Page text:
What bothers me is that like my parents we would give anyone the shirts off their backs. We would do anything to help someone in need. Dad would have filled a gas can if someone needed it. In fact, he would have driven it to them. Kevin is such a dear person that he found it unbelievable that there was someone so cruel or so desperate. As for Gabby, someone took her first car. Someone hurt her in a way that she has never been hurt before or ever should be. Her world of security has been broken. Gabby has a tender heart and for her there are no words.

So where do we go from here? Well, social media has allowed us to spread the word and picture of the car. The police here are very vigilant. We will all be on the lookout. My two granddaughters just learned something about being a target. We will do our best to support them and protect them even more ardently.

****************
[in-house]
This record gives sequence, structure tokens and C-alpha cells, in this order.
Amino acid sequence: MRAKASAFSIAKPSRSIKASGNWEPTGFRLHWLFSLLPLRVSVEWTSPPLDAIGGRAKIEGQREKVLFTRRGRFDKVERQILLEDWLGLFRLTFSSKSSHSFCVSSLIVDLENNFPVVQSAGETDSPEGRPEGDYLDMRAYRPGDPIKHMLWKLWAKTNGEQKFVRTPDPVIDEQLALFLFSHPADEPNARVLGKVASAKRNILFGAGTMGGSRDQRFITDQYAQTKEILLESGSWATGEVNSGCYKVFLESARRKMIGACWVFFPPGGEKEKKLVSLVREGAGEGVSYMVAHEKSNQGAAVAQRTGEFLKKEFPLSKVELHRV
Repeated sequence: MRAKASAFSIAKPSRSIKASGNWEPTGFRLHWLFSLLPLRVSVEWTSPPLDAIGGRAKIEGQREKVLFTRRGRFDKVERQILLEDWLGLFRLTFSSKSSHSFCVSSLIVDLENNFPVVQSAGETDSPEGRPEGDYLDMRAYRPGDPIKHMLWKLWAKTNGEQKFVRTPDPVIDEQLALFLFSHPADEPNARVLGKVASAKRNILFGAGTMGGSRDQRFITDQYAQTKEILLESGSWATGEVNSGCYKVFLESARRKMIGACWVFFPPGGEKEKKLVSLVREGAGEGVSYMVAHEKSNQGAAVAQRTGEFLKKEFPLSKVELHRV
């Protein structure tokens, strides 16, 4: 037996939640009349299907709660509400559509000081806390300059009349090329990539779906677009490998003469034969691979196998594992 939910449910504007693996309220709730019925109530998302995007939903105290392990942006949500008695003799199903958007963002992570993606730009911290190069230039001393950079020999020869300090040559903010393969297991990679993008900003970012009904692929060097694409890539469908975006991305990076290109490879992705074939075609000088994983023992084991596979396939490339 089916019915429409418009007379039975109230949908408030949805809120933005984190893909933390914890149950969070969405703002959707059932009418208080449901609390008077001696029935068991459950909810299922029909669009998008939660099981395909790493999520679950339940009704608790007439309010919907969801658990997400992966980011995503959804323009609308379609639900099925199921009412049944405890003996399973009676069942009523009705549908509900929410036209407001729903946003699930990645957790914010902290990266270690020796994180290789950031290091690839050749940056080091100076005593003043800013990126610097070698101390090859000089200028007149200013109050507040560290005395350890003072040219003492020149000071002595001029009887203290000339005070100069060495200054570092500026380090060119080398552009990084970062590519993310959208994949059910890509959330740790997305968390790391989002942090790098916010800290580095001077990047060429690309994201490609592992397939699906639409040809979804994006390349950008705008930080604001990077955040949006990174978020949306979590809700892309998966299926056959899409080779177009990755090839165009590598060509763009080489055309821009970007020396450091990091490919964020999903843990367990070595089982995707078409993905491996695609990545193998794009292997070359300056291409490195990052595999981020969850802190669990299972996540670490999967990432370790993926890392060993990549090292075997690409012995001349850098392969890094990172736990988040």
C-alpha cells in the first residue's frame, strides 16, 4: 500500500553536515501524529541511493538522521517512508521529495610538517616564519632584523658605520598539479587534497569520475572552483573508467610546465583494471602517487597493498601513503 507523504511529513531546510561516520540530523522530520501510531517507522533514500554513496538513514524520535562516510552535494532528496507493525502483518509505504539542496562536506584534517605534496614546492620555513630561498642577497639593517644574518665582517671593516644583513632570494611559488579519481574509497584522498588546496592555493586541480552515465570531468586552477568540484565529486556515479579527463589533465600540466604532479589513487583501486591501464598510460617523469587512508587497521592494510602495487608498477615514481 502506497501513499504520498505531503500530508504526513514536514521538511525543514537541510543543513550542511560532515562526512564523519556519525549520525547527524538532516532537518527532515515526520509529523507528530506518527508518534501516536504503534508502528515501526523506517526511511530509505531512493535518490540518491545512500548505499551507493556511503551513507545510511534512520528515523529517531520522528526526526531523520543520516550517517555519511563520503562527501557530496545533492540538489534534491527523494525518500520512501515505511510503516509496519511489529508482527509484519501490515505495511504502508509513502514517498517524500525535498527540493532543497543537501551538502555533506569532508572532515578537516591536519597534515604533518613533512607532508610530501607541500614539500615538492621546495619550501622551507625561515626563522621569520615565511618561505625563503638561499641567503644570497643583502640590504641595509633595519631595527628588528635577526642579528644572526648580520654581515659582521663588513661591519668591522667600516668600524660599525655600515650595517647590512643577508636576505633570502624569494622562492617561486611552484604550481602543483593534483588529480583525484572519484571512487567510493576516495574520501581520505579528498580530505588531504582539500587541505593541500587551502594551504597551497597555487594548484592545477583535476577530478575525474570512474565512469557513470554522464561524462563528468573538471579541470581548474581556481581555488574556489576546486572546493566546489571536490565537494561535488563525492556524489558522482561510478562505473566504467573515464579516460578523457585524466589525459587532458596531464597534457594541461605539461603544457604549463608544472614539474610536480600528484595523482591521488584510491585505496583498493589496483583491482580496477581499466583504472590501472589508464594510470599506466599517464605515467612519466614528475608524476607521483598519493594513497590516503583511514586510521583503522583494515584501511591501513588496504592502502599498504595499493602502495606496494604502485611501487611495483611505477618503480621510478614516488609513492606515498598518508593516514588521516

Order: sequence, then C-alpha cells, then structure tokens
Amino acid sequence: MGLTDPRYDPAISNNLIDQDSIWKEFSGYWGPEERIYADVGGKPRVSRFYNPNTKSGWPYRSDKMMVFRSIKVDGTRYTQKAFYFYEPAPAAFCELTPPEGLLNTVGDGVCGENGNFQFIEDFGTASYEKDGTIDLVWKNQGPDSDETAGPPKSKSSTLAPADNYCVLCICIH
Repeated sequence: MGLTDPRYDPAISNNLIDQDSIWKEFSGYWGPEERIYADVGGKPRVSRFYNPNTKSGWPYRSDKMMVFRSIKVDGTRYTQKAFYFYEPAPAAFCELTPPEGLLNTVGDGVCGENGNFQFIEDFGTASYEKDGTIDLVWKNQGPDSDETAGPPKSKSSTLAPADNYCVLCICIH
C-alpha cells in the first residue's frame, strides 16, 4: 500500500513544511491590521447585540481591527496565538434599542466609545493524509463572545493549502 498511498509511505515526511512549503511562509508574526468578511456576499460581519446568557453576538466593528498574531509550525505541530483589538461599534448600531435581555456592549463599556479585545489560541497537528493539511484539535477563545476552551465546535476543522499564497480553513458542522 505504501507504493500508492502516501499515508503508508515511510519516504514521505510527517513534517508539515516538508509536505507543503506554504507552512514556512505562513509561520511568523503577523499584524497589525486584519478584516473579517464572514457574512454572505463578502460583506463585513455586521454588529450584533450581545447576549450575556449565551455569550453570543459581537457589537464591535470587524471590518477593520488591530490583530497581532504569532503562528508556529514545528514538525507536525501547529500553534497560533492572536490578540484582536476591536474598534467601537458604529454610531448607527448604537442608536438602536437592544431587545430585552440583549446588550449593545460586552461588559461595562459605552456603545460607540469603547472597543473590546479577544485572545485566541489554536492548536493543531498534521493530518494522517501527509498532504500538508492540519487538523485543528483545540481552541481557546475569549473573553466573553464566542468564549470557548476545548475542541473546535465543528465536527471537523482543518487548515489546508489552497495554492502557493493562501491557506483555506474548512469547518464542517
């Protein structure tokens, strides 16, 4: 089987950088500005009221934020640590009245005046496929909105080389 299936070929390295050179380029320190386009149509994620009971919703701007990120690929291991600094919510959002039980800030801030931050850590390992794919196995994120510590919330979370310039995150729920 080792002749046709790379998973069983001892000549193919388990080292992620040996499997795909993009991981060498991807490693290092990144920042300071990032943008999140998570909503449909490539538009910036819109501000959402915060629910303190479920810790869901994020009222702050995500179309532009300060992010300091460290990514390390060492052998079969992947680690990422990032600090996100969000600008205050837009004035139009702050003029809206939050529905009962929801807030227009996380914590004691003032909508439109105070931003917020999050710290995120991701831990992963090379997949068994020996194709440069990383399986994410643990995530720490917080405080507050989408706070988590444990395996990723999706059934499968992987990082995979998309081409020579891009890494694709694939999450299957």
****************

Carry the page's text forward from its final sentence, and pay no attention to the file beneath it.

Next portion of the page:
I do not believe that someone can purposely hurt someone else and not feel remorse. It is a guilt that will follow these thieves throughout life. As for our family, as for Kevin, as for our farm family, the peace we had has a chink in it. Trust in humanity is shaken. Safety even in our own home has been violated.

Be vigilant. Know your neighbors. Care for one another and protect each other. Listen to the news and know what is happening in your area. Be aware of your surroundings. Take steps to protect yours and those around you. We want no more empty spaces in our lives.

Sunday, September 30, 2018

The web we weave